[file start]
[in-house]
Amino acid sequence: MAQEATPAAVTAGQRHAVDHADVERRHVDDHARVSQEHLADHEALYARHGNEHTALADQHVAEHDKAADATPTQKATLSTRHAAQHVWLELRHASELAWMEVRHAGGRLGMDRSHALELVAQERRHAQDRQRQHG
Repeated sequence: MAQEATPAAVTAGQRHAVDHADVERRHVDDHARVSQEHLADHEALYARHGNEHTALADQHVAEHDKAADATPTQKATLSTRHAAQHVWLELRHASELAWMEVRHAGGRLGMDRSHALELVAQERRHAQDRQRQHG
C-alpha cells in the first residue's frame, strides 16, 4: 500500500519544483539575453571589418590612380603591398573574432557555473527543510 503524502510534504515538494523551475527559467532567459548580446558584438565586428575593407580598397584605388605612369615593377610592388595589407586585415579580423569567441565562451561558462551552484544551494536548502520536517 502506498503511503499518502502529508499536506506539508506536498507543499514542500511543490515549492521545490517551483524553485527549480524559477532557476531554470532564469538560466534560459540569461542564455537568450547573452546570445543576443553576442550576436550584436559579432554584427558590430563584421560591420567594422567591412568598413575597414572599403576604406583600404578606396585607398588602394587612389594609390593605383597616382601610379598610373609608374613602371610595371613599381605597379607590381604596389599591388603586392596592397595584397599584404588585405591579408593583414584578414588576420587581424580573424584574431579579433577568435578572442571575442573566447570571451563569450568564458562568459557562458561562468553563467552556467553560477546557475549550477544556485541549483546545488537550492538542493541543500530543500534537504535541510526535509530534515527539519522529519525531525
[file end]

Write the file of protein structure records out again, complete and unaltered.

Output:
[in-house]
Amino acid sequence: MAQEATPAAVTAGQRHAVDHADVERRHVDDHARVSQEHLADHEALYARHGNEHTALADQHVAEHDKAADATPTQKATLSTRHAAQHVWLELRHASELAWMEVRHAGGRLGMDRSHALELVAQERRHAQDRQRQHG
Repeated sequence: MAQEATPAAVTAGQRHAVDHADVERRHVDDHARVSQEHLADHEALYARHGNEHTALADQHVAEHDKAADATPTQKATLSTRHAAQHVWLELRHASELAWMEVRHAGGRLGMDRSHALELVAQERRHAQDRQRQHG
C-alpha cells in the first residue's frame, strides 16, 4: 500500500519544483539575453571589418590612380603591398573574432557555473527543510 503524502510534504515538494523551475527559467532567459548580446558584438565586428575593407580598397584605388605612369615593377610592388595589407586585415579580423569567441565562451561558462551552484544551494536548502520536517 502506498503511503499518502502529508499536506506539508506536498507543499514542500511543490515549492521545490517551483524553485527549480524559477532557476531554470532564469538560466534560459540569461542564455537568450547573452546570445543576443553576442550576436550584436559579432554584427558590430563584421560591420567594422567591412568598413575597414572599403576604406583600404578606396585607398588602394587612389594609390593605383597616382601610379598610373609608374613602371610595371613599381605597379607590381604596389599591388603586392596592397595584397599584404588585405591579408593583414584578414588576420587581424580573424584574431579579433577568435578572442571575442573566447570571451563569450568564458562568459557562458561562468553563467552556467553560477546557475549550477544556485541549483546545488537550492538542493541543500530543500534537504535541510526535509530534515527539519522529519525531525